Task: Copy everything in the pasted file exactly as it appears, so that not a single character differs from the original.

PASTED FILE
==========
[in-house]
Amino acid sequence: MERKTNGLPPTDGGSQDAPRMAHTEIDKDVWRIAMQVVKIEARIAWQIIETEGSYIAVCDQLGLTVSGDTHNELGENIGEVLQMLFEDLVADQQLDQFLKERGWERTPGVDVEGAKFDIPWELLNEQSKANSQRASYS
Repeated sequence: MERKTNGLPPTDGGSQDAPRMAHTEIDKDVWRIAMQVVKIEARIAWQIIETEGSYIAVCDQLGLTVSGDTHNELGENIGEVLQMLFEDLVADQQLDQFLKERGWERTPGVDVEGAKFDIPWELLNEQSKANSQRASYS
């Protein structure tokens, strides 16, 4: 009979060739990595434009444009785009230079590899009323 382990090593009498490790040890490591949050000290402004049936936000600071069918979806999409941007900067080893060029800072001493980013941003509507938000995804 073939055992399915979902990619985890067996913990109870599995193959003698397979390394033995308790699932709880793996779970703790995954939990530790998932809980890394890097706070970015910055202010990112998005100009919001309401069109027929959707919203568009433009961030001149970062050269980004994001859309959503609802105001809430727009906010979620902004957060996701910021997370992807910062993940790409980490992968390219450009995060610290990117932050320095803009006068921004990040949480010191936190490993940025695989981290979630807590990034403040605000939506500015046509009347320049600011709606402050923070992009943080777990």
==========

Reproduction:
[in-house]
Amino acid sequence: MERKTNGLPPTDGGSQDAPRMAHTEIDKDVWRIAMQVVKIEARIAWQIIETEGSYIAVCDQLGLTVSGDTHNELGENIGEVLQMLFEDLVADQQLDQFLKERGWERTPGVDVEGAKFDIPWELLNEQSKANSQRASYS
Repeated sequence: MERKTNGLPPTDGGSQDAPRMAHTEIDKDVWRIAMQVVKIEARIAWQIIETEGSYIAVCDQLGLTVSGDTHNELGENIGEVLQMLFEDLVADQQLDQFLKERGWERTPGVDVEGAKFDIPWELLNEQSKANSQRASYS
């Protein structure tokens, strides 16, 4: 009979060739990595434009444009785009230079590899009323 382990090593009498490790040890490591949050000290402004049936936000600071069918979806999409941007900067080893060029800072001493980013941003509507938000995804 073939055992399915979902990619985890067996913990109870599995193959003698397979390394033995308790699932709880793996779970703790995954939990530790998932809980890394890097706070970015910055202010990112998005100009919001309401069109027929959707919203568009433009961030001149970062050269980004994001859309959503609802105001809430727009906010979620902004957060996701910021997370992807910062993940790409980490992968390219450009995060610290990117932050320095803009006068921004990040949480010191936190490993940025695989981290979630807590990034403040605000939506500015046509009347320049600011709606402050923070992009943080777990």